Which is... fine. If the graduates of schools both fancy and schmancy want to have an insular conversation about euphemistic-whichever-location, that's perfectly reasonable. But maybe classify these stories as "lifestyle" and not "education." It's not that they never delve into big-picture questions about the educational system, or that there's never any reason to look at how it goes in the top 0.0001% of any hierarchy. It's just that the bulk of this Very Important Conversation is of the small-potato variety.

*This bit was spot-on as well: "Public colleges, and the students at public colleges, are merely rhetorically convenient symbols for him."

Friday, July 25, 2014

A Friday night unlikely to inspire a pop song UPDATED

Bus to the train to the other train to the shuttle. Lags almost each step of the way. It's almost as if I don't really live in greater New York, is what I start to think on such occasions. Princeton's a suburb, but one where you need to sign up years (!) in advance to be able to get a parking spot at the train station, and where overnight parking is permit-only regardless. It's certainly suburban, but what exactly is it a suburb of? Philadelphia radio works here better than NY radio, which maybe tells us something.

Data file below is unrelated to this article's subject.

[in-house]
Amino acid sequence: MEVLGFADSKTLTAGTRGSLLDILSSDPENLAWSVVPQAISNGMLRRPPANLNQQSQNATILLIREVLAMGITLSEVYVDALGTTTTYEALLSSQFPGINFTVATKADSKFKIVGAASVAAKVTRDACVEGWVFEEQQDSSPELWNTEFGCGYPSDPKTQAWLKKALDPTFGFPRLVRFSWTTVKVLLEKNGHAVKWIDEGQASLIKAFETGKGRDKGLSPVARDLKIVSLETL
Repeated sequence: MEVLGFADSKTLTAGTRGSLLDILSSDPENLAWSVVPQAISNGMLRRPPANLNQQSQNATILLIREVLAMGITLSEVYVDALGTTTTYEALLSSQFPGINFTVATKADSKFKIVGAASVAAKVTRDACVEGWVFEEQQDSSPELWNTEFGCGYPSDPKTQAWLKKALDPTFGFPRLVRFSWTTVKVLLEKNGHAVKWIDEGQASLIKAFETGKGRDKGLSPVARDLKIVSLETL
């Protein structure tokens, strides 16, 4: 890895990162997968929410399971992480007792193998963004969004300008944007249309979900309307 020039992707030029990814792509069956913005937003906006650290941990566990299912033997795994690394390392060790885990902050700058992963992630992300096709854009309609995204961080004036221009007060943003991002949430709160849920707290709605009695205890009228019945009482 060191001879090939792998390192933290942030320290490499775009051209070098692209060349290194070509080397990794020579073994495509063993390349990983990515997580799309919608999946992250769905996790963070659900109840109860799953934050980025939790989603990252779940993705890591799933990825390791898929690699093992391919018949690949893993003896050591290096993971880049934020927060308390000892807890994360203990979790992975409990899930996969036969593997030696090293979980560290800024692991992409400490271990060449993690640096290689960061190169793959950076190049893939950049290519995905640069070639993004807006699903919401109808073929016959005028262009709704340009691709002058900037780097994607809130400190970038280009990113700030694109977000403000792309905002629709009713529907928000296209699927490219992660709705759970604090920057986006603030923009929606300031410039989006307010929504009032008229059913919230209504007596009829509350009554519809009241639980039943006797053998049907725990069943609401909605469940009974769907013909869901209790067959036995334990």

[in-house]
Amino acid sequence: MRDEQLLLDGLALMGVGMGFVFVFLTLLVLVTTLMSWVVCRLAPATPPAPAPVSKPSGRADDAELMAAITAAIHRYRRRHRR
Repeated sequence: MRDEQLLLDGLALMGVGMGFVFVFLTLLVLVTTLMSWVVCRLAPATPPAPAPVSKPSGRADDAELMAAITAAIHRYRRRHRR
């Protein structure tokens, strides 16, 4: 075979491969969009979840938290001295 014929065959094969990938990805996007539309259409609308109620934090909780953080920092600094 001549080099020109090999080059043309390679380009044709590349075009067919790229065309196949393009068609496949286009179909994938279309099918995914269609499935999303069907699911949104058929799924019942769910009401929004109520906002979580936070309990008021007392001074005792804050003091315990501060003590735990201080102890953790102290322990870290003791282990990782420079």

So yes, slightly tired, even though none of this was today, even though I just had a jumbo cappuccino* at the (fabulous) Viennese coffee shop in town. Commenters who believe my linking to a story about French anti-Semitism makes me a fascist (!!!) can expect snippier and shorter responses than the usual graphomaniacal graciousness to which they've grown accustomed. (And, uh, no further responses. Tapped out when it comes to that sort of thing.) Great ambitions for the evening include remembering where I parked, driving home, walking my supermodel dog, and... that's probably it.